Catherine Panebianco Interview - The Hopper Prize

Catherine Panebianco

Catherine Panebianco on the magic of photography, visual self expression, creating a trail of memories, & using the environment as a studio.

How did you get into making art?

I took a roundabout way to photographing. I was a business major but always knew I wanted to photograph. Finally in my late 20s I decided to take a black and white darkroom class. Once I saw that first print come up in the developer, I was hooked and never looked back. Photography has always been like a little, piece of magic for me. And it finally gave me a way to express my feelings without saying a word. As an introvert, it was life-changing in terms of how I could communicate.

What are you currently working on?

The project I’ve been working on for four years is No Memory is Ever Alone, a visual conversation between me and my dad. I am finishing this project up and will have a book published in September 2021 with Yoffy Press. I am at the beginnings of a new project about animal and human souls. It is in the infancy stage but I’m excited to photograph more and possibly use alternative processes to create the final images.

Once I saw that first print come up in the developer, I was hooked and never looked back.

Catherine Panebianco

What inspired you to get started on this body of work?

For No Memory is Ever Alone, is is my dad and the slides he brought out every Christmas and made us all look at every year. He photographed these slides in his late teens and early 20s and made us view them on an old projector on our living room wall telling the same stories every year. It was a consistent memory from a childhood where we moved a lot and I never felt like I had a steady “place” to live and create memories. One day, while doing a 365 project for Instagram, I realized if I held the slides in my current landscape, I created not only a connection between his life and mine, but a trail of memories. A lot of these slides are of my mom, they were together almost 60 years. She passed away a few years ago and I feel like her spirit, and all the spirits of the past, are constantly around us. These little vignettes of family life in my current “space” comforts me that she and others are still near, watching over me. The create a “home” for me wherever I go.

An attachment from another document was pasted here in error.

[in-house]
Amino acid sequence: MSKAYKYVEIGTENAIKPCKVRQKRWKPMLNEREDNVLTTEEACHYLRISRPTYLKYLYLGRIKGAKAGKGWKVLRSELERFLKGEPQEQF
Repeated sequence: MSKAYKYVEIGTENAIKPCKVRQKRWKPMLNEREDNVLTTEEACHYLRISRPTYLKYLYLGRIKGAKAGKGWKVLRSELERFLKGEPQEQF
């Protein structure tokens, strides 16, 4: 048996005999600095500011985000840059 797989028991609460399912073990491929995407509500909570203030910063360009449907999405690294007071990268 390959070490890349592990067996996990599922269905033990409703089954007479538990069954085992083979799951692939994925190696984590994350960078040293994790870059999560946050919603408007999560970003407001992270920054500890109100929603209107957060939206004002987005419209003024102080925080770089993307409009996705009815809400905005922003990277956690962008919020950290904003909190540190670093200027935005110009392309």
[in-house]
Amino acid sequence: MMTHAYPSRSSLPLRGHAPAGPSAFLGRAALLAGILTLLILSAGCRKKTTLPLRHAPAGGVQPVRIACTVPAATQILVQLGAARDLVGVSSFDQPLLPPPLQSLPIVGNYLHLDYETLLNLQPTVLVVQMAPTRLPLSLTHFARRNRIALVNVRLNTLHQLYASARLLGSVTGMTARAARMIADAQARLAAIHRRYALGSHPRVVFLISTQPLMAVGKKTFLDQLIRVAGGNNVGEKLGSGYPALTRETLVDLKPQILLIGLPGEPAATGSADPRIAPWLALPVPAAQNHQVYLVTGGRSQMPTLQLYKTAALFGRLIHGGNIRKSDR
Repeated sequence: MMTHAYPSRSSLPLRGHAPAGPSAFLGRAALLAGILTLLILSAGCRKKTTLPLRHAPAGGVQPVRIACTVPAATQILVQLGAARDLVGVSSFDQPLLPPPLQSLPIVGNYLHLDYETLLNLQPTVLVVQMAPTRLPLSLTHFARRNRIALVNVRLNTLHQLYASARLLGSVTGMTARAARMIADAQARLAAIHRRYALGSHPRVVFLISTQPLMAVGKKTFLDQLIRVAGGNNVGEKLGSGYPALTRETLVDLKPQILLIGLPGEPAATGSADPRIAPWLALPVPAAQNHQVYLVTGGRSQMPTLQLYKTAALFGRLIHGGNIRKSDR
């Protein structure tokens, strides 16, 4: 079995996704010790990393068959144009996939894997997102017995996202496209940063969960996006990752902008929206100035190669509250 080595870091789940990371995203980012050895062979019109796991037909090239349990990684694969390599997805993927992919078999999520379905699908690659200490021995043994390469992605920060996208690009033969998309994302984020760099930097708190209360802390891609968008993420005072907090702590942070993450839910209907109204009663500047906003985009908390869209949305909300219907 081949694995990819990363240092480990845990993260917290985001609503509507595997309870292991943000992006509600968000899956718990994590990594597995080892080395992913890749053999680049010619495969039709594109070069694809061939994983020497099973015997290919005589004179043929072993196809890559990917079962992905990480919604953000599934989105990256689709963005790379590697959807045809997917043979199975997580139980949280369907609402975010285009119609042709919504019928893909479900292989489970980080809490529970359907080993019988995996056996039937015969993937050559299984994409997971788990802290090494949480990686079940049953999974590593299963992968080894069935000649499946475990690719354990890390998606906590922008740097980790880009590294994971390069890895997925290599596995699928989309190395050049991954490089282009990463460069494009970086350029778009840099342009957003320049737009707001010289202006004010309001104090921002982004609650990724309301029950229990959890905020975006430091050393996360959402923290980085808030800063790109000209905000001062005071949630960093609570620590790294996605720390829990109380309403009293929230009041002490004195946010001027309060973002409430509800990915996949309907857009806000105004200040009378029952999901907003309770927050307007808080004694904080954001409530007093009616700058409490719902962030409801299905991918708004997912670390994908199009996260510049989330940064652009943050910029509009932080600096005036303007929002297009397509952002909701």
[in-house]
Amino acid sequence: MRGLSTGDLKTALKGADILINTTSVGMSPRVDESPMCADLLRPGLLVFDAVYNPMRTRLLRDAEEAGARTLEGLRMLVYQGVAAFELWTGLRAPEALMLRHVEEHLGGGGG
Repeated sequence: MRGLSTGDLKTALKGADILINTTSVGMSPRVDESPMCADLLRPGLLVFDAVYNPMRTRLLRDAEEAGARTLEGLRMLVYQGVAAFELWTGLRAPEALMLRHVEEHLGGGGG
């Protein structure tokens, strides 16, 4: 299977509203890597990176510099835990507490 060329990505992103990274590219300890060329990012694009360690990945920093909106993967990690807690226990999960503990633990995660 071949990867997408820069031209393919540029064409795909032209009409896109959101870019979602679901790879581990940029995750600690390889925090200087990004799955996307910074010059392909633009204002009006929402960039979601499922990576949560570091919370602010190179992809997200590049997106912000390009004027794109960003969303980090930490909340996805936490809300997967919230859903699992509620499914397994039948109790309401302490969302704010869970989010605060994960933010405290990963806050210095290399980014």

Do you work on distinct projects or do you take a broader approach to your practice?

I have a mixed approach but I do like to work on distinct projects. It just helps me focus on the story. But I am always photographing outside the project I’m working on as that is where my new ideas come from, by playing and experimenting.

What’s a typical day like in your studio?

I don’t have a physical studio. My environment is my studio. I photograph my surroundings both inside and outside. I do have a place where I do my digital work (but it moves around, sometimes inside, sometimes on my back porch) and a darkroom in my basement that I’m hoping to get back to as I miss the “hands on” analog processes.

Who are your favorite artists?

I love strong photographers who tell a uniquely personal story through their art. Too many to mention them all, but artists such as: Cig Harvey, Sally Mann, Mikael Owunna, Jerry Takigawa and JP Terlizzi to name just a few.

Where do you go to discover new artists?

I definitely find a lot of artists on Instagram but also through photography resources like Lenscratch and LensCulture. And, of course, when we could go to galleries and museums, I love seeing new work up close and personal.

Catherine Panebianco is an artist based in Jamestown, New York who was recently shortlisted for The Hopper Prize. To learn more about the artist:

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